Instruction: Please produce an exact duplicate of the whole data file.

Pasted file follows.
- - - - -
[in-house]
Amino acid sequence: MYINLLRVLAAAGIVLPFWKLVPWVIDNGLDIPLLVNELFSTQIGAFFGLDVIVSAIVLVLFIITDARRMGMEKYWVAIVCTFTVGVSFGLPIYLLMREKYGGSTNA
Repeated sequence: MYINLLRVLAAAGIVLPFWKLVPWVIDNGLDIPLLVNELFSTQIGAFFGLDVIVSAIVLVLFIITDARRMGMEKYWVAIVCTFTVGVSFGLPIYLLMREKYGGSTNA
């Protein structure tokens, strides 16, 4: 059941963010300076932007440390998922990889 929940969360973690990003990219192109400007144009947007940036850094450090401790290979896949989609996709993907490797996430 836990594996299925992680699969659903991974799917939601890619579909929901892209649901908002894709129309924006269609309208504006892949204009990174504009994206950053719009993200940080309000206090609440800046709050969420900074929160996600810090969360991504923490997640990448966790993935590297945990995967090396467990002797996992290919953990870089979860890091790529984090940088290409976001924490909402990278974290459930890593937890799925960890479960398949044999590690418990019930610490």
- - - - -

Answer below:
[in-house]
Amino acid sequence: MYINLLRVLAAAGIVLPFWKLVPWVIDNGLDIPLLVNELFSTQIGAFFGLDVIVSAIVLVLFIITDARRMGMEKYWVAIVCTFTVGVSFGLPIYLLMREKYGGSTNA
Repeated sequence: MYINLLRVLAAAGIVLPFWKLVPWVIDNGLDIPLLVNELFSTQIGAFFGLDVIVSAIVLVLFIITDARRMGMEKYWVAIVCTFTVGVSFGLPIYLLMREKYGGSTNA
């Protein structure tokens, strides 16, 4: 059941963010300076932007440390998922990889 929940969360973690990003990219192109400007144009947007940036850094450090401790290979896949989609996709993907490797996430 836990594996299925992680699969659903991974799917939601890619579909929901892209649901908002894709129309924006269609309208504006892949204009990174504009994206950053719009993200940080309000206090609440800046709050969420900074929160996600810090969360991504923490997640990448966790993935590297945990995967090396467990002797996992290919953990870089979860890091790529984090940088290409976001924490909402990278974290459930890593937890799925960890479960398949044999590690418990019930610490």